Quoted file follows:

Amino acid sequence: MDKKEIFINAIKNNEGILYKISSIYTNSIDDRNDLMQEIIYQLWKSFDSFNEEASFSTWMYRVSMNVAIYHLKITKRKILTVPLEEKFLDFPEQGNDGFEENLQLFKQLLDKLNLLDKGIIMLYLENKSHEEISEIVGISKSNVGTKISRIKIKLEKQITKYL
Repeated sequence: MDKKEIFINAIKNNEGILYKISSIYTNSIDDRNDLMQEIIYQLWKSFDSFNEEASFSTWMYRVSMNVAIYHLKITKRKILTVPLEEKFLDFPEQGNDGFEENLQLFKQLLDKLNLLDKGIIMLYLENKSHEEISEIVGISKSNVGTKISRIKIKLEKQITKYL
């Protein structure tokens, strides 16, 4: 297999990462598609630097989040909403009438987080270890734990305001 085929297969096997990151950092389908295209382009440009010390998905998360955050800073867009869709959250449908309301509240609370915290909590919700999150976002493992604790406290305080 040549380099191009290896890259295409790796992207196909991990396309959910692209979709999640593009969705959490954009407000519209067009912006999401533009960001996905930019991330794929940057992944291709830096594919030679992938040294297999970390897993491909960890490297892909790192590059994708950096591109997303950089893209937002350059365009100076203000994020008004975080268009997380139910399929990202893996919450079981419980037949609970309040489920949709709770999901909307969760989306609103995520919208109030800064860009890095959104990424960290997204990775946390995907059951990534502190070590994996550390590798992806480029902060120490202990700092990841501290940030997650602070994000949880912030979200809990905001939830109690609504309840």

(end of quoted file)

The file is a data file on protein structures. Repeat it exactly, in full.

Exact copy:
Amino acid sequence: MDKKEIFINAIKNNEGILYKISSIYTNSIDDRNDLMQEIIYQLWKSFDSFNEEASFSTWMYRVSMNVAIYHLKITKRKILTVPLEEKFLDFPEQGNDGFEENLQLFKQLLDKLNLLDKGIIMLYLENKSHEEISEIVGISKSNVGTKISRIKIKLEKQITKYL
Repeated sequence: MDKKEIFINAIKNNEGILYKISSIYTNSIDDRNDLMQEIIYQLWKSFDSFNEEASFSTWMYRVSMNVAIYHLKITKRKILTVPLEEKFLDFPEQGNDGFEENLQLFKQLLDKLNLLDKGIIMLYLENKSHEEISEIVGISKSNVGTKISRIKIKLEKQITKYL
């Protein structure tokens, strides 16, 4: 297999990462598609630097989040909403009438987080270890734990305001 085929297969096997990151950092389908295209382009440009010390998905998360955050800073867009869709959250449908309301509240609370915290909590919700999150976002493992604790406290305080 040549380099191009290896890259295409790796992207196909991990396309959910692209979709999640593009969705959490954009407000519209067009912006999401533009960001996905930019991330794929940057992944291709830096594919030679992938040294297999970390897993491909960890490297892909790192590059994708950096591109997303950089893209937002350059365009100076203000994020008004975080268009997380139910399929990202893996919450079981419980037949609970309040489920949709709770999901909307969760989306609103995520919208109030800064860009890095959104990424960290997204990775946390995907059951990534502190070590994996550390590798992806480029902060120490202990700092990841501290940030997650602070994000949880912030979200809990905001939830109690609504309840």